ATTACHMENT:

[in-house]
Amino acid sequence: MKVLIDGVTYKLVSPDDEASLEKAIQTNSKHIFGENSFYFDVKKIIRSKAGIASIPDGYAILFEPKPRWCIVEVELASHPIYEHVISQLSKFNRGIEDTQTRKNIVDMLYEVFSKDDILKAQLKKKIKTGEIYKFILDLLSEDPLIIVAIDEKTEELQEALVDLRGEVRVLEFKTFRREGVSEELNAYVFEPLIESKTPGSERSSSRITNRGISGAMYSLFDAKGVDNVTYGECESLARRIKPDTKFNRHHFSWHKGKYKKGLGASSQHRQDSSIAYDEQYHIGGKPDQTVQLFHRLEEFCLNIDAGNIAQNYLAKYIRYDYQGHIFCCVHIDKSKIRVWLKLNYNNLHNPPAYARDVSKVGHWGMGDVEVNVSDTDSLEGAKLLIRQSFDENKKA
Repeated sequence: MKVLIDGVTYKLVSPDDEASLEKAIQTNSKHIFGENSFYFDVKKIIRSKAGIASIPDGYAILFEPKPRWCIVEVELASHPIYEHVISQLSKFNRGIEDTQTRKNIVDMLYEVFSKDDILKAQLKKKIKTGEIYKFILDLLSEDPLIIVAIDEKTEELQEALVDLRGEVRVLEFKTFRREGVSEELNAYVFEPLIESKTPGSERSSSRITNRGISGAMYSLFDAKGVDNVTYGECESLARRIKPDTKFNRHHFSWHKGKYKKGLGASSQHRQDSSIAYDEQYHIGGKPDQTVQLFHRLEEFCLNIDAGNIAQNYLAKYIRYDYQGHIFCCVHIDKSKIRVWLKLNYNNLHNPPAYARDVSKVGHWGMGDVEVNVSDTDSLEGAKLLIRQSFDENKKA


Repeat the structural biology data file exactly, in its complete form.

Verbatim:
[in-house]
Amino acid sequence: MKVLIDGVTYKLVSPDDEASLEKAIQTNSKHIFGENSFYFDVKKIIRSKAGIASIPDGYAILFEPKPRWCIVEVELASHPIYEHVISQLSKFNRGIEDTQTRKNIVDMLYEVFSKDDILKAQLKKKIKTGEIYKFILDLLSEDPLIIVAIDEKTEELQEALVDLRGEVRVLEFKTFRREGVSEELNAYVFEPLIESKTPGSERSSSRITNRGISGAMYSLFDAKGVDNVTYGECESLARRIKPDTKFNRHHFSWHKGKYKKGLGASSQHRQDSSIAYDEQYHIGGKPDQTVQLFHRLEEFCLNIDAGNIAQNYLAKYIRYDYQGHIFCCVHIDKSKIRVWLKLNYNNLHNPPAYARDVSKVGHWGMGDVEVNVSDTDSLEGAKLLIRQSFDENKKA
Repeated sequence: MKVLIDGVTYKLVSPDDEASLEKAIQTNSKHIFGENSFYFDVKKIIRSKAGIASIPDGYAILFEPKPRWCIVEVELASHPIYEHVISQLSKFNRGIEDTQTRKNIVDMLYEVFSKDDILKAQLKKKIKTGEIYKFILDLLSEDPLIIVAIDEKTEELQEALVDLRGEVRVLEFKTFRREGVSEELNAYVFEPLIESKTPGSERSSSRITNRGISGAMYSLFDAKGVDNVTYGECESLARRIKPDTKFNRHHFSWHKGKYKKGLGASSQHRQDSSIAYDEQYHIGGKPDQTVQLFHRLEEFCLNIDAGNIAQNYLAKYIRYDYQGHIFCCVHIDKSKIRVWLKLNYNNLHNPPAYARDVSKVGHWGMGDVEVNVSDTDSLEGAKLLIRQSFDENKKA